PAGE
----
As technology has made it easier for employees to seamlessly work from home, a coffee shop, or wherever else they want, businesses are increasingly deciding to go without a physical office.
The agency space, in particular, has seen a rise in the number of firms that lack a location where the full team works every day.
But what do you call these kinds of businesses?
The most common term has been “virtual agency,” but there has been a bit of backlash to that of late.
The problem is that “virtual” can imply something that is less than a regular enterprise.
In fact, the Oxford dictionary defines virtual as “Almost or nearly as described, but not completely or according to strict definition.”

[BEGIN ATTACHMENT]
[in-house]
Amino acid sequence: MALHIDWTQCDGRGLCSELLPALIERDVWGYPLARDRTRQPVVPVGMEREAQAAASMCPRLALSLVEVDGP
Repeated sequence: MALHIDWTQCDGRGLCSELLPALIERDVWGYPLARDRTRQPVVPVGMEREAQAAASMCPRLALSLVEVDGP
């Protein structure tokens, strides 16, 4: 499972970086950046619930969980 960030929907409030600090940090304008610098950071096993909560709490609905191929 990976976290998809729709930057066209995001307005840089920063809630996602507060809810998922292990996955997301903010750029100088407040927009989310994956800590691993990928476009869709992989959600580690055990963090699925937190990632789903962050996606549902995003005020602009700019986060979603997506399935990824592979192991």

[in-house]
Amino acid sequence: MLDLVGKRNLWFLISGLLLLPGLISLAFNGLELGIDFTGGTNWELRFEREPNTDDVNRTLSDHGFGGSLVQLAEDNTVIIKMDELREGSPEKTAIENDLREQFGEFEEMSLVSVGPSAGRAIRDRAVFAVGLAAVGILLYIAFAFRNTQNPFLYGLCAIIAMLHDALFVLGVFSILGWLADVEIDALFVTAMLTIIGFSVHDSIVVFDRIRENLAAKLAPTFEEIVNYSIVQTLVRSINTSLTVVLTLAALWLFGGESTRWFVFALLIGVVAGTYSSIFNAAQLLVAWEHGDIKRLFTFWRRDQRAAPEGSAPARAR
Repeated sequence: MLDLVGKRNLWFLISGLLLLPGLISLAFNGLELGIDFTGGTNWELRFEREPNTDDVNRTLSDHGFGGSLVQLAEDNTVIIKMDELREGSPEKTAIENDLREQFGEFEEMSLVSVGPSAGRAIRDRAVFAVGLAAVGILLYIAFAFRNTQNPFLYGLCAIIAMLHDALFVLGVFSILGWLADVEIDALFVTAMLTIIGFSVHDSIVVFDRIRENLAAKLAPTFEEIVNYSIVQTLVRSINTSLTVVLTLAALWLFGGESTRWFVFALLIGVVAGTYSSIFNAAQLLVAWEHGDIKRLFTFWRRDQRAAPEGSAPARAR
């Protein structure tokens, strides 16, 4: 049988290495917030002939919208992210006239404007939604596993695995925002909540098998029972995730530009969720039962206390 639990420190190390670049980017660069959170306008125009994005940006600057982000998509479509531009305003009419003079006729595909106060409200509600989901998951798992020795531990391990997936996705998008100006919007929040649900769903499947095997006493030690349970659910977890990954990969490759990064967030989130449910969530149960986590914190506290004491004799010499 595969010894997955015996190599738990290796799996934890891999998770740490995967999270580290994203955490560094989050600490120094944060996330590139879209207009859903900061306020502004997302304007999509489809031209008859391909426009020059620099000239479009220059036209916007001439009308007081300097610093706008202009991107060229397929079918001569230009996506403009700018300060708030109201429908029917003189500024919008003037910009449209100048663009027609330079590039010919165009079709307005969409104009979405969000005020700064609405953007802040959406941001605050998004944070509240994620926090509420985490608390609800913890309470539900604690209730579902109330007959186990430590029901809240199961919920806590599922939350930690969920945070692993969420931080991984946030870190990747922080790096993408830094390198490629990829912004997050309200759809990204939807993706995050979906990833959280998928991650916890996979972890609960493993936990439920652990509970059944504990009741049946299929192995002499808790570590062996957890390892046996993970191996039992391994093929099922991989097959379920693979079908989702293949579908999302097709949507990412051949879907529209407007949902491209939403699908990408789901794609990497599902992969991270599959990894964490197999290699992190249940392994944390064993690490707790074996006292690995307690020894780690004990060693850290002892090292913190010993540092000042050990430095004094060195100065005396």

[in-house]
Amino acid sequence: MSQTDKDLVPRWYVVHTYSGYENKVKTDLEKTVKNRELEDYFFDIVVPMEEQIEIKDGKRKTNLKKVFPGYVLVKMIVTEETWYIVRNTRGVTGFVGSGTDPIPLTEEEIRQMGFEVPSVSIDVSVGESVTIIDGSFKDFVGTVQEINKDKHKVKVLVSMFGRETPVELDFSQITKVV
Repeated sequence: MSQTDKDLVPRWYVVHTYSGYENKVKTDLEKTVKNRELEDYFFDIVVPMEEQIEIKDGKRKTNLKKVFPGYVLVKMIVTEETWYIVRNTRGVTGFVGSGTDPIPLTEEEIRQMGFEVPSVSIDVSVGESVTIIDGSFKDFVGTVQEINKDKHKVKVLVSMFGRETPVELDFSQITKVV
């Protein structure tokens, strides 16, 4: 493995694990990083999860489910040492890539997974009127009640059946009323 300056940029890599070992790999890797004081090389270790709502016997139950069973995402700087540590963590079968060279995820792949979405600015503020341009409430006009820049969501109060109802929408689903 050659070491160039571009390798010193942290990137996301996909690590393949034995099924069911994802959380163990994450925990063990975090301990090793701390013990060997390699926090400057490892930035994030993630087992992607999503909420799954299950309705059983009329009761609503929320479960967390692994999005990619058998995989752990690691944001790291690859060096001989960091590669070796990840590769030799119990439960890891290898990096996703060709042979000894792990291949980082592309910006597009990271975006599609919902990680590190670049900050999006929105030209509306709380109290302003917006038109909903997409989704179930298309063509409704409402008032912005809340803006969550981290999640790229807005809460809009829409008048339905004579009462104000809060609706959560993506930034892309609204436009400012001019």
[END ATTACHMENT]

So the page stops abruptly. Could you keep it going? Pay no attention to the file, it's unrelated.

When your business is competing against a traditional agency, you don’t want to plant the idea in the minds of the potential client that they are “real” and you are not.
Since words matter, some have now started to call themselves “remote” agencies instead of virtual.
This language focuses on how the team works — remotely — rather than using a term that has the potential for inadvertently questioning the credibility of the group.
There’s no doubt that the language is an improvement, but I’d suggest an even broader question: why bother calling out any distinction?
Since the beauty of these new businesses is that they allow you to operate just as effectively as the traditional central office model, why is there a need to label it as something other than what it does and who it serves?
By all means use remote instead of virtual to give yourself more credibility, but even better is to drop the qualifier entirely.